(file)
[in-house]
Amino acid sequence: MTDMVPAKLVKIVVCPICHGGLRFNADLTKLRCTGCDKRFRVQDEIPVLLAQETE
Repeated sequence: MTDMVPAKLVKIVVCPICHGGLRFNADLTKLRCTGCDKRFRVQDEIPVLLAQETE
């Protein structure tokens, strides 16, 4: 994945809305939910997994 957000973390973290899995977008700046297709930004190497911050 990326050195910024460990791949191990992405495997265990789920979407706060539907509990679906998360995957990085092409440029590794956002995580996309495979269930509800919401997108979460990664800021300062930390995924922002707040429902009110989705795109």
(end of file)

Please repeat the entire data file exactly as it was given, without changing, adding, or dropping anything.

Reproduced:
[in-house]
Amino acid sequence: MTDMVPAKLVKIVVCPICHGGLRFNADLTKLRCTGCDKRFRVQDEIPVLLAQETE
Repeated sequence: MTDMVPAKLVKIVVCPICHGGLRFNADLTKLRCTGCDKRFRVQDEIPVLLAQETE
């Protein structure tokens, strides 16, 4: 994945809305939910997994 957000973390973290899995977008700046297709930004190497911050 990326050195910024460990791949191990992405495997265990789920979407706060539907509990679906998360995957990085092409440029590794956002995580996309495979269930509800919401997108979460990664800021300062930390995924922002707040429902009110989705795109």